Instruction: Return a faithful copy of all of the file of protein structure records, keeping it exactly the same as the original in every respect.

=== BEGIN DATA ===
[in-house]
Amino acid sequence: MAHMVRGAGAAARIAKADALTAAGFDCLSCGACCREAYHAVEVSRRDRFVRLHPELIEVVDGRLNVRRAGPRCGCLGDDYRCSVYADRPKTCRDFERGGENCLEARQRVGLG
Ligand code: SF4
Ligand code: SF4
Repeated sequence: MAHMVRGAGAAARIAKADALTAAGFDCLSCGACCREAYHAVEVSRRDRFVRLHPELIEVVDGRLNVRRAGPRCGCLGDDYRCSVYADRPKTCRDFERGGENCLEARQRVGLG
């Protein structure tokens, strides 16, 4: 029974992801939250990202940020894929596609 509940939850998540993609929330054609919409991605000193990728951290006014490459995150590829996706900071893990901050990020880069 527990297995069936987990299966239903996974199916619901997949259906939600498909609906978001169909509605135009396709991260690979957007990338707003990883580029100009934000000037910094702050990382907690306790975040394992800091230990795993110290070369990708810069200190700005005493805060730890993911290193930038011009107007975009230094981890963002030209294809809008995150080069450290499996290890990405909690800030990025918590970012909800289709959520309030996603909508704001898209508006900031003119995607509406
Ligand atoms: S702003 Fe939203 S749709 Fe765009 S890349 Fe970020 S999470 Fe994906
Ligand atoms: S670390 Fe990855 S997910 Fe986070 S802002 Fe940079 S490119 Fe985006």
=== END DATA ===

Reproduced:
[in-house]
Amino acid sequence: MAHMVRGAGAAARIAKADALTAAGFDCLSCGACCREAYHAVEVSRRDRFVRLHPELIEVVDGRLNVRRAGPRCGCLGDDYRCSVYADRPKTCRDFERGGENCLEARQRVGLG
Ligand code: SF4
Ligand code: SF4
Repeated sequence: MAHMVRGAGAAARIAKADALTAAGFDCLSCGACCREAYHAVEVSRRDRFVRLHPELIEVVDGRLNVRRAGPRCGCLGDDYRCSVYADRPKTCRDFERGGENCLEARQRVGLG
């Protein structure tokens, strides 16, 4: 029974992801939250990202940020894929596609 509940939850998540993609929330054609919409991605000193990728951290006014490459995150590829996706900071893990901050990020880069 527990297995069936987990299966239903996974199916619901997949259906939600498909609906978001169909509605135009396709991260690979957007990338707003990883580029100009934000000037910094702050990382907690306790975040394992800091230990795993110290070369990708810069200190700005005493805060730890993911290193930038011009107007975009230094981890963002030209294809809008995150080069450290499996290890990405909690800030990025918590970012909800289709959520309030996603909508704001898209508006900031003119995607509406
Ligand atoms: S702003 Fe939203 S749709 Fe765009 S890349 Fe970020 S999470 Fe994906
Ligand atoms: S670390 Fe990855 S997910 Fe986070 S802002 Fe940079 S490119 Fe985006």